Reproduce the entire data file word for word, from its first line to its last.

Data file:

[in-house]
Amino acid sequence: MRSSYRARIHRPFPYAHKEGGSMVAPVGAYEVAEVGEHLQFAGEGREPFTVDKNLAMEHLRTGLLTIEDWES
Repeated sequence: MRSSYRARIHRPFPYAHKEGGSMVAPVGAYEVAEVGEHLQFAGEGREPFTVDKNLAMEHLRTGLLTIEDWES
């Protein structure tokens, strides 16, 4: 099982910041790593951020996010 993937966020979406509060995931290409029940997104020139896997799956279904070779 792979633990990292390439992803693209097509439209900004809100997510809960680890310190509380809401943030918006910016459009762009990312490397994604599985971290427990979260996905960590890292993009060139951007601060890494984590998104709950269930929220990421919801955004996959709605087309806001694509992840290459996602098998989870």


[in-house]
Amino acid sequence: MRSSYRARIHRPFPYAHKEGGSMVAPVGAYEVAEVGEHLQFAGEGREPFTVDKNLAMEHLRTGLLTIEDWES
Repeated sequence: MRSSYRARIHRPFPYAHKEGGSMVAPVGAYEVAEVGEHLQFAGEGREPFTVDKNLAMEHLRTGLLTIEDWES
């Protein structure tokens, strides 16, 4: 099982910041790593951020996010 993937966020979406509060995931290409029940997104020139896997799956279904070779 792979633990990292390439992803693209097509439209900004809100997510809960680890310190509380809401943030918006910016459009762009990312490397994604599985971290427990979260996905960590890292993009060139951007601060890494984590998104709950269930929220990421919801955004996959709605087309806001694509992840290459996602098998989870």